Pigs and Other Living Things by Sean Boling
This is a varied and well-crafted collection of 5 short stories. I particularly liked “Focus”, about a photographer’s encounter with a heron (made me wince) and “The Monitor,” about what you imagine when you inadvertently tune into someone else’s baby alarm (yes, been there). All the stories are based based around a single dramatic event – like a shooting at a store, an unexpected incident at a football game or an encounter with a wild pig – which helps to provide a focal point. I felt the title had a slightly ‘throwaway’ tone which didn’t entirely do justice to the seriousness of the author’s intent. But that's a very minor criticism, so don’t let it put you off giving this well written and intriguing collection a try. READ FULL REVIEW. Click on the cover image to go to a download page.
The Judas Tree by Patricia le Roy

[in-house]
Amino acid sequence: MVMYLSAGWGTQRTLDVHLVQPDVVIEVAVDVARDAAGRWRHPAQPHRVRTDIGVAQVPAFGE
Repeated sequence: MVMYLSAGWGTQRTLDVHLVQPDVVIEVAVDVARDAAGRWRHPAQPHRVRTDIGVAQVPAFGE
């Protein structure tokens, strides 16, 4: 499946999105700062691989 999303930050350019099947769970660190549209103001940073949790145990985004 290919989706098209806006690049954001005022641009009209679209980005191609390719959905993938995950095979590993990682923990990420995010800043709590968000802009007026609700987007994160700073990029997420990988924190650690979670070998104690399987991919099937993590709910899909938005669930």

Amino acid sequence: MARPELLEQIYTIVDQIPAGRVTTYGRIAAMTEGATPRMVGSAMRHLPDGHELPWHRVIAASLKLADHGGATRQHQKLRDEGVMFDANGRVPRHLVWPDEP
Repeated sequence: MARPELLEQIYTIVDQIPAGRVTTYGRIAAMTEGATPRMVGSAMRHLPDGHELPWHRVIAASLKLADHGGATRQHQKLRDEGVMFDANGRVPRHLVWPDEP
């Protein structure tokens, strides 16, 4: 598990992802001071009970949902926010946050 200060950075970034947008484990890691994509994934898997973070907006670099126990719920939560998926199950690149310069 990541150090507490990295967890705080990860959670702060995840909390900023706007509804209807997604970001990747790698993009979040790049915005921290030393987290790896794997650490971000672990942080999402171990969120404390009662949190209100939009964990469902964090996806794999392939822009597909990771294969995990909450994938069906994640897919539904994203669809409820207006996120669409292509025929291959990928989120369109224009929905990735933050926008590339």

If you enjoyed the non-fiction book “Stasiland” and/or the film “The Lives of Others”, you should definitely give this excellent free novel a try. Its starting point is the death of a French woman, Anne, who was (seemingly) happily married to Matthias, an East German (a marriage that took place some years before the collapse of the DDR). But Anne seems to have taken a number of secrets to her grave. Several years later, Matthias finally decides to visit her family in Provence, looking for answers. Neither he nor Anne’s family fully understand why she made the choices that she did - and it is only when they put the different pieces of the jigsaw together that the truth emerges. A superb literary/psychological novel. READ FULL REVIEW. Click on the cover image to go to a download page.